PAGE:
§ Harlan Ellison is suing someone. Specifically…STAR TREK.
Harlan Ellison, multiple award-winning writer of the famed teleplay for the original Star Trek episode, City on the Edge of Forever, sued Paramount on March 13, 2009 for failing to account to, or pay, Mr. Ellison for the merchandising, publishing, or any other exploitations, of the famous teleplay, from inception to date. The suit also names the Writers Guild of America and alleges the WGA failed to act on Ellison’s behalf after numerous requests.
§ Laura Hudson/Comic Foundry’s final interview with Grant Morrison is online:
How did the change in artists affect the way that you dealt with the work? Did you rewrite anything knowing that it wasn’t going to be JG for some of the final issues?
No, not at all. Once I knew that Doug Mahnke was doing it, and that it was going to pick up all the strands from Superman Beyond, I was happy. Doug’s up there along with people like Frank Quitely, Phil Jimenez, Chris Weston, JG Jones, Cameron Stewart and JH Williams, you know, as one of the best interpreters of my stuff. I’d work with him on anything.
§ Burl Burlingame at the Honolulu Star Bulletin profiles Kubert: Self-effacing genius.
Kubert’s ascent in the pulpy world of comics was like that of a boy wonder. His first professional work was at age 13, and now, seven decades later and well into his 80s, Joe Kubert is still on top of his game, creating amazing pieces of graphic literature that simply get better. He and Stan Lee are the only veterans of the birth of comics still working in the field they helped create.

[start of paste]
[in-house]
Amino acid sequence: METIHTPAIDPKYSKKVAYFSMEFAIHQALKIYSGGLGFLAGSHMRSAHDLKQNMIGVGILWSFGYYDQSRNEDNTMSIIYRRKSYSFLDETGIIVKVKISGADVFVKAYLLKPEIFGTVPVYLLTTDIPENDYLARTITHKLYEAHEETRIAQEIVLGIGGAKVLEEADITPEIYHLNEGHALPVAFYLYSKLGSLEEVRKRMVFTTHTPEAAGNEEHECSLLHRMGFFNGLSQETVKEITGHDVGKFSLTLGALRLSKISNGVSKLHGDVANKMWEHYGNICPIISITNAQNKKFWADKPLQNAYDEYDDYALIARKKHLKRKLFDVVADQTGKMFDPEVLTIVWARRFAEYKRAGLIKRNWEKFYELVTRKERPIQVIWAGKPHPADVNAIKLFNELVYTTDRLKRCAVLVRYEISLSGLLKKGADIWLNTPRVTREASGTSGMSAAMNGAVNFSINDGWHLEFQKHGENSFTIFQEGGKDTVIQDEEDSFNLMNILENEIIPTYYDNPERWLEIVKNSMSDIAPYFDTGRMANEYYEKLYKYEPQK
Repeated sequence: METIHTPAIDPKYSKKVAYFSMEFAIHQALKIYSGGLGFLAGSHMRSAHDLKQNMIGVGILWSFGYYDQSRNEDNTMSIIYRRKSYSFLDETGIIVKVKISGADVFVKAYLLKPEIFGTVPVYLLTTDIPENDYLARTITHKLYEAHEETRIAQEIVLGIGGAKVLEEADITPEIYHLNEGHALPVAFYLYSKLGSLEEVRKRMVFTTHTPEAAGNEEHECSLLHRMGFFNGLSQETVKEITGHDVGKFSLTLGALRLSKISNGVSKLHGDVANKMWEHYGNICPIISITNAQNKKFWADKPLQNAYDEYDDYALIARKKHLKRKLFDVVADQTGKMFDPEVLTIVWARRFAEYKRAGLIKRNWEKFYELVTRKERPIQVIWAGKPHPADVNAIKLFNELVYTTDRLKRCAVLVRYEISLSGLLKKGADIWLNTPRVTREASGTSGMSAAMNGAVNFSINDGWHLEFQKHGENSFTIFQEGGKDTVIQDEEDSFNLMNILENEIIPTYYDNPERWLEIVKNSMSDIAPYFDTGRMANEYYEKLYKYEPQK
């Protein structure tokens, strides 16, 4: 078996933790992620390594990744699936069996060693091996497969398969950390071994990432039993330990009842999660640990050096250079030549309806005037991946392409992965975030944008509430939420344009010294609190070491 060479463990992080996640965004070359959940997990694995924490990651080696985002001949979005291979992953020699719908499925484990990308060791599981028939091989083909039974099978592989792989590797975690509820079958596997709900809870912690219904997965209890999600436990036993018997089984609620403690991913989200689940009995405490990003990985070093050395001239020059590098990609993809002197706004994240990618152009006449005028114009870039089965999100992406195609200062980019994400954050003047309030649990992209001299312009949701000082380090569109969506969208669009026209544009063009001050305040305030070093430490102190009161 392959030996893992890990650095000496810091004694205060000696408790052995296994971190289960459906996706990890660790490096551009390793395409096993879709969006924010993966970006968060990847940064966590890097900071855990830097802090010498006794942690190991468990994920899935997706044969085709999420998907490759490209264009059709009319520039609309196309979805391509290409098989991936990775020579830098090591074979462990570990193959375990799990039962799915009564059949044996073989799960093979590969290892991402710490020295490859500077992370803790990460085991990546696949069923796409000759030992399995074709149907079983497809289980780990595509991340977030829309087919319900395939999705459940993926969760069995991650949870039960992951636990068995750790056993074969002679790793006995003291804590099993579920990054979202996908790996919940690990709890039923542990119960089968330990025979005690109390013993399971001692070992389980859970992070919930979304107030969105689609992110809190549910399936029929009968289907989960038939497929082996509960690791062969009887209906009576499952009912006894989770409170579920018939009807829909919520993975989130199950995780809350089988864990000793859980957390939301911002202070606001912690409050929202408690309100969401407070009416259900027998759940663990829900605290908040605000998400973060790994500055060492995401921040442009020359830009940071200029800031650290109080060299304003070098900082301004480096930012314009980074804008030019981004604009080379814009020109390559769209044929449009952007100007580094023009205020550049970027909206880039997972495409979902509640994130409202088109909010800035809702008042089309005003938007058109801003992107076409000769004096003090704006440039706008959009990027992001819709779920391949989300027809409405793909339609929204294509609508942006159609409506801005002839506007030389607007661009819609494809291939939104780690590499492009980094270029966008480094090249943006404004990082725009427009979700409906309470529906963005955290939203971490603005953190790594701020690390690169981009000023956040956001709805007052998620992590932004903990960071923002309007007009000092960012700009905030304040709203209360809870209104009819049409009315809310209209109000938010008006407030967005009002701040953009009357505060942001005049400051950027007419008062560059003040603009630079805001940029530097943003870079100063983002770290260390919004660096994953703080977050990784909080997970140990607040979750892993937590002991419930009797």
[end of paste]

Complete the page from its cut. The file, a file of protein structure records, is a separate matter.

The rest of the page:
And Kubert is still drawing on the original drafting table his folks went into hock for. At some point it should go into the Smithsonian.
§ Tom Spurgeon’s Best Comics of 2008, wisely includes a category for reprints, because there were so many excellent ones last year.
¶ John Jakala reacts with alarm to Greg Land’s PRIDE AND PREJUDICE. The art is actually by Hugo Petrus. But, Jakala notes:
Sigh. The world is such an unfair place. We get Marvel’s collagen-lipped version of Pride and Prejudice but we’ll probably never see Tintin Pantoja’s manga adaptation since it was canned by Tokyopop.
§ Andrew Smith looks at some of the comics on the NY Times Graphic Book Bestsellers list that aren’t WATCHMEN or NARUTO.
§ Headline of the day: Comic books still popular with readers
§ Elan’ Rodger Trinidad rounds up a collection of WATCHMEN/Hostess parodies, including one by Brian Michael Bendis!